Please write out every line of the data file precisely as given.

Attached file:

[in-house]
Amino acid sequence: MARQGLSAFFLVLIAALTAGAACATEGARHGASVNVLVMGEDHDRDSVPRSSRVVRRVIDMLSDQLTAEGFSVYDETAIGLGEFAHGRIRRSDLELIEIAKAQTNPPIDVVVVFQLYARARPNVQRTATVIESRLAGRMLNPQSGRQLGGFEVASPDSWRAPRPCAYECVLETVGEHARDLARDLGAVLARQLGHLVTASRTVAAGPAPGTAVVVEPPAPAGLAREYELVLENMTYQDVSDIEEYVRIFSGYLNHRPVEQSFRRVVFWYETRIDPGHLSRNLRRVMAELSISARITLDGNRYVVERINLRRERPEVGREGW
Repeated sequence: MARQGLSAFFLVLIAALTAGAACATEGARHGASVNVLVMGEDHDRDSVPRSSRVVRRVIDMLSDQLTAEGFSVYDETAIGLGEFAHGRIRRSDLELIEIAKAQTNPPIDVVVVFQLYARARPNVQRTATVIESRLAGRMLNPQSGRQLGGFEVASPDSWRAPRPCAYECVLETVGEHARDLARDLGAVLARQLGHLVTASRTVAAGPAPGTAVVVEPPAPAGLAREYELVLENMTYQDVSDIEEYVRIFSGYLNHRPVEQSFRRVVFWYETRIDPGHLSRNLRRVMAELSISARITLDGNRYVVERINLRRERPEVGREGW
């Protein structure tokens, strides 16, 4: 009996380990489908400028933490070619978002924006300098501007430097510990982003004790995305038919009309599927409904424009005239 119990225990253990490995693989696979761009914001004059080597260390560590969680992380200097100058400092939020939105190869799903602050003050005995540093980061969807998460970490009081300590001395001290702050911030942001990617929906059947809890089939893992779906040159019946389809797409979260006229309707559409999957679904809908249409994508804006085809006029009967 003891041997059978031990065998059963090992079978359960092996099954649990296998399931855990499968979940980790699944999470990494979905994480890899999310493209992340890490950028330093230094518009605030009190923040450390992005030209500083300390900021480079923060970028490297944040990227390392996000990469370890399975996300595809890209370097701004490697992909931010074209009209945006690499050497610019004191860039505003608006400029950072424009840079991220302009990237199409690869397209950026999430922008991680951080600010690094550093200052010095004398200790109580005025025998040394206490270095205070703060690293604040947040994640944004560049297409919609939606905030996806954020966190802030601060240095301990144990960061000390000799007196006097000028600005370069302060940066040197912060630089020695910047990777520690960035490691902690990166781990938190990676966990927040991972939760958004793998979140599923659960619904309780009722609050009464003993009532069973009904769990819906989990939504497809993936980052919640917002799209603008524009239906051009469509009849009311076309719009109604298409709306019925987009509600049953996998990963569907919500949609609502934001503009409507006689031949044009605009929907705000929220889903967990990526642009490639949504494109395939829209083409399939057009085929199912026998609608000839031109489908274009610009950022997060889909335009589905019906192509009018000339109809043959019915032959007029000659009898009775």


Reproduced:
[in-house]
Amino acid sequence: MARQGLSAFFLVLIAALTAGAACATEGARHGASVNVLVMGEDHDRDSVPRSSRVVRRVIDMLSDQLTAEGFSVYDETAIGLGEFAHGRIRRSDLELIEIAKAQTNPPIDVVVVFQLYARARPNVQRTATVIESRLAGRMLNPQSGRQLGGFEVASPDSWRAPRPCAYECVLETVGEHARDLARDLGAVLARQLGHLVTASRTVAAGPAPGTAVVVEPPAPAGLAREYELVLENMTYQDVSDIEEYVRIFSGYLNHRPVEQSFRRVVFWYETRIDPGHLSRNLRRVMAELSISARITLDGNRYVVERINLRRERPEVGREGW
Repeated sequence: MARQGLSAFFLVLIAALTAGAACATEGARHGASVNVLVMGEDHDRDSVPRSSRVVRRVIDMLSDQLTAEGFSVYDETAIGLGEFAHGRIRRSDLELIEIAKAQTNPPIDVVVVFQLYARARPNVQRTATVIESRLAGRMLNPQSGRQLGGFEVASPDSWRAPRPCAYECVLETVGEHARDLARDLGAVLARQLGHLVTASRTVAAGPAPGTAVVVEPPAPAGLAREYELVLENMTYQDVSDIEEYVRIFSGYLNHRPVEQSFRRVVFWYETRIDPGHLSRNLRRVMAELSISARITLDGNRYVVERINLRRERPEVGREGW
């Protein structure tokens, strides 16, 4: 009996380990489908400028933490070619978002924006300098501007430097510990982003004790995305038919009309599927409904424009005239 119990225990253990490995693989696979761009914001004059080597260390560590969680992380200097100058400092939020939105190869799903602050003050005995540093980061969807998460970490009081300590001395001290702050911030942001990617929906059947809890089939893992779906040159019946389809797409979260006229309707559409999957679904809908249409994508804006085809006029009967 003891041997059978031990065998059963090992079978359960092996099954649990296998399931855990499968979940980790699944999470990494979905994480890899999310493209992340890490950028330093230094518009605030009190923040450390992005030209500083300390900021480079923060970028490297944040990227390392996000990469370890399975996300595809890209370097701004490697992909931010074209009209945006690499050497610019004191860039505003608006400029950072424009840079991220302009990237199409690869397209950026999430922008991680951080600010690094550093200052010095004398200790109580005025025998040394206490270095205070703060690293604040947040994640944004560049297409919609939606905030996806954020966190802030601060240095301990144990960061000390000799007196006097000028600005370069302060940066040197912060630089020695910047990777520690960035490691902690990166781990938190990676966990927040991972939760958004793998979140599923659960619904309780009722609050009464003993009532069973009904769990819906989990939504497809993936980052919640917002799209603008524009239906051009469509009849009311076309719009109604298409709306019925987009509600049953996998990963569907919500949609609502934001503009409507006689031949044009605009929907705000929220889903967990990526642009490639949504494109395939829209083409399939057009085929199912026998609608000839031109489908274009610009950022997060889909335009589905019906192509009018000339109809043959019915032959007029000659009898009775």